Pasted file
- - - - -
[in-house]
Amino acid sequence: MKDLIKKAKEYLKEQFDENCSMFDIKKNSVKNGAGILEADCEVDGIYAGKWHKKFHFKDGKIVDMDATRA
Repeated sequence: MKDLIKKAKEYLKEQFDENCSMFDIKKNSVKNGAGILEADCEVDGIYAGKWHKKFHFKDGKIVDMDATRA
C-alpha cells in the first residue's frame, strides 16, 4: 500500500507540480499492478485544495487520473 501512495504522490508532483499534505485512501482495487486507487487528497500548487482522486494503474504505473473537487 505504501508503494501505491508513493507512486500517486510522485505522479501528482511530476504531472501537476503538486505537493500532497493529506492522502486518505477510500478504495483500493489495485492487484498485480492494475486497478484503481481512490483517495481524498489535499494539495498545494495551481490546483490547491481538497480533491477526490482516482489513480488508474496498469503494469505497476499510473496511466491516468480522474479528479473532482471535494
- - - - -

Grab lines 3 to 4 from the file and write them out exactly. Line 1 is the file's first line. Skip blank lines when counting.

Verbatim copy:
Repeated sequence: MKDLIKKAKEYLKEQFDENCSMFDIKKNSVKNGAGILEADCEVDGIYAGKWHKKFHFKDGKIVDMDATRA
C-alpha cells in the first residue's frame, strides 16, 4: 500500500507540480499492478485544495487520473 501512495504522490508532483499534505485512501482495487486507487487528497500548487482522486494503474504505473473537487 505504501508503494501505491508513493507512486500517486510522485505522479501528482511530476504531472501537476503538486505537493500532497493529506492522502486518505477510500478504495483500493489495485492487484498485480492494475486497478484503481481512490483517495481524498489535499494539495498545494495551481490546483490547491481538497480533491477526490482516482489513480488508474496498469503494469505497476499510473496511466491516468480522474479528479473532482471535494